link analyses have used. The site-level analysis has the potential of expanding co-link data sources. We tested this proposed
approach by analyzing a group of websites focused on vaccination using Moz inlink data. We found that the approach is feasible, as we were able to generate co-link data from inlink data and analyze the co-link data with multidimensional scaling.

Ninkov, A. (2014). A Multivariate Analysis of the Human Factors and Preferences Towards Digital Publishing Platforms for the iPad. Rochester Institute of Technology.

Tablet computers have been widely adopted in America today, with 34% of American adults ages 18+ owning this type of digital device (PEW, 2013). With the emergence of new portable computer technology, reading on digital devices has become more popular than ever before. In particular, tablet computers have enabled users to read enhanced e-book material that, while still text-driven, incorporates all facets of multimedia and technology. With many different digital publishing solutions available for publishers to deploy their content, the goal of this research study was to determine whether there are significant differences in user preferences and comprehension for a publication re-created with three different digital publishing solutions (i.e., Adobe DPS, iBooks Author, and EPUB).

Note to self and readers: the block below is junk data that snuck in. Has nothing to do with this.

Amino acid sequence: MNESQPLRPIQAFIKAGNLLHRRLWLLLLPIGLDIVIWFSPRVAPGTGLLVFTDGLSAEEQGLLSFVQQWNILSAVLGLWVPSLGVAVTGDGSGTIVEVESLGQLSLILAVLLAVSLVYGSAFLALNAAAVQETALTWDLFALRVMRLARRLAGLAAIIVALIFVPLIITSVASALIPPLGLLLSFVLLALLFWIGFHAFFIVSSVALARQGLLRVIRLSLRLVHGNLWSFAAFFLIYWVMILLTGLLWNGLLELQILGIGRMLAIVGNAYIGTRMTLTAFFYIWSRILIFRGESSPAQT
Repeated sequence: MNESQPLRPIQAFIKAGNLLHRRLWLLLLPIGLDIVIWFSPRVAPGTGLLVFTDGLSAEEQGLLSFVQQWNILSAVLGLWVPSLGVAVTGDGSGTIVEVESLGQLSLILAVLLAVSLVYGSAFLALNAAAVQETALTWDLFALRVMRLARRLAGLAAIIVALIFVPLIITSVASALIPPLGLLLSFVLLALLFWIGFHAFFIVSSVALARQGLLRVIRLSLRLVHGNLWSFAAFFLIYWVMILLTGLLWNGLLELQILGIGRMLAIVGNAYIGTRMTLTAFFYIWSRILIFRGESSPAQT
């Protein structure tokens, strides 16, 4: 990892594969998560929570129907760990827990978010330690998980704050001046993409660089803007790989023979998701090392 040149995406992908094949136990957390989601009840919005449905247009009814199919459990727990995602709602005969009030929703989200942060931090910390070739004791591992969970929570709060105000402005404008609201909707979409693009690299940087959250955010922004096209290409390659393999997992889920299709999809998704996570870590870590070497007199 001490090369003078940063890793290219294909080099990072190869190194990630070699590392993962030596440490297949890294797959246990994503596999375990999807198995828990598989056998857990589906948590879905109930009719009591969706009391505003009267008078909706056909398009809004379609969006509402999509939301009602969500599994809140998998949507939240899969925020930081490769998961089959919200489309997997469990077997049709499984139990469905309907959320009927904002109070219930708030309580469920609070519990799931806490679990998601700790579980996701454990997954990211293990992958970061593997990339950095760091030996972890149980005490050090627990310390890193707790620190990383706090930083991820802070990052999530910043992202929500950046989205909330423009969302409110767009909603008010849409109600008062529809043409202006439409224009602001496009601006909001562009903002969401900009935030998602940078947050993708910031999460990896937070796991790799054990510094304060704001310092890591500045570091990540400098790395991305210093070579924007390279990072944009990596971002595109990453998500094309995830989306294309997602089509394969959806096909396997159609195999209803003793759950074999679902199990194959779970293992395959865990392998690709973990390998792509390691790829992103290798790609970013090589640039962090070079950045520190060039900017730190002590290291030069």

The methodology of this research study was a human factors experiment testing for a significant difference in the reading experience of subjects exposed to one of three digital publications. A field experiment consisting of ninety subjects assessed these publications, thirty for each of the three output formats.

No significant difference among the publications was found for readers' pleasure with the overall experience or for their interaction with the multimedia elements. A marginally significant difference among the publications was found for the value added by the multimedia elements of the publication. A significant difference among the publications was found for the readers' ability to recognize information and comprehend material from the publication.